Now for the only slightly concerning issue; the WiFi signal drop issue. You may have heard of this one. Due to the aluminium uni-body construction, HTC have located the WiFi aerial behind the small rubber cover at the top of the phone near the camera lens. Relax. It's no where near as severe as the comical i-Phone "death grip" issue, but be warned that if you cover your hand over this area it will cause the WiFi signal to drop about 30%. Not such a problem at home when you are typically close to your router. But when on only a very weak signal to begin with, you certainly should be aware of this potential issue. This will only likely occur when holding the phone in landscape orientation, so try to be mindful not to completely cup your hand over this area. Holding it by the corners (like I do anyway) and there are no problems. The WiFi signal does NOT drop when placed down on a flat surface though. Interference seems to be limited to your hand. I'm pleased to report that the 3G side of things suffers no ill effects no matter where you hold it so we can still laugh at iPhone 4 owners. If anything my Desire S is getting a stronger 3G signal in my office than the old Desire did.
Call quality is very good and I've had no dropped or missed calls. The bluetooth synced with my speaker pod straight away and has a comparable range to the old Desire. The built-in loud speaker has had some improvements to sound quality, but still don't expect high fidelity. It's only really meant to help you carry on playing Xbox when your wife rings you. They always seems to know when you're having a good round don't they? For that purpose calls come across loud and clear.
The build quality feels impressive. It's aluminium uni-body construction feels vastly more robust that the old Desire. It's a pleasure to hold with a comforting weight to it, and you feel sacrilegious putting a case on it. It looks much smarter too in it's matt black paint job. Gone is the dodgy coppery-brown paint from the old Desire. I'm paranoid though so it's in a case when out and about, but can't help but remove it when back at home. I can understand why the few people who bought the HTC Legend really liked it now.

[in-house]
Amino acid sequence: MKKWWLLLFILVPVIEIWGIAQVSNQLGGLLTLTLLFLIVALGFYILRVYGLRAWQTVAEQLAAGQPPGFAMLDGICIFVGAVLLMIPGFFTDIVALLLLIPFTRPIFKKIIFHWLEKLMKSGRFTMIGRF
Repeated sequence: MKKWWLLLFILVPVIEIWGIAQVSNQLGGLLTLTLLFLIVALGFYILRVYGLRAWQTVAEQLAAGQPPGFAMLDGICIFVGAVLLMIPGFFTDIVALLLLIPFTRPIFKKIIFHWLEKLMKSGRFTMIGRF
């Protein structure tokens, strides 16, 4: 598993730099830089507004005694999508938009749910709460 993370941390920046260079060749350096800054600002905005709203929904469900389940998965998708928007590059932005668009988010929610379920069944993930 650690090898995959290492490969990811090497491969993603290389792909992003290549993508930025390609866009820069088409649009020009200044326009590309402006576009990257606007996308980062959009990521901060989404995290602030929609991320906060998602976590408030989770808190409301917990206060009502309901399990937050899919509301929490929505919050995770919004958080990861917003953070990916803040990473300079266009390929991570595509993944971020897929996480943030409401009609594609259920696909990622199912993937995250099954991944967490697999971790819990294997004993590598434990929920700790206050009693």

The screen is made of Gorilla Glass this time around so is much more scratch-resistant than the old Desire. Again it's up to you to make the call on fitting a screen protector. Search for Gorilla Glass on any popular video streaming website to find clips of people TRYING to scratch this screen! It's impressive what it will stand up to.
I have found that I struggle getting the battery cover off and on. It is quite firmly in place when it's just come out the box, and you worry that you may break it using excessive force. Once it's off and your SIM card is in, you'll find it's also a bit tricky to reattach. Follow the instructions though and you'll be fine. You shouldn't have to do this often either.
There is a very small gap between the bottom edge of the glass screen and the aluminium casing which lets a tiny sliver of the backlight show through when in a darkened room. But you have to angle the phone just right to see it, normal viewing angles don't show it, and it's easily forgivable considering the rest of the phone's build quality.
I thought I would miss the optical track pad and hardware buttons from the old Desire more than I actually am. The software buttons perform well, and moving the cursor around text using the touch-screen is handled well with only the occasional miss-selection. Occasionally the haptic feedback (vibration) to confirm a press of these software buttons has stopped for a few seconds. I haven't figured out what causes this, but it starts working again soon enough. A small bug in the ROM perhaps. Read more ›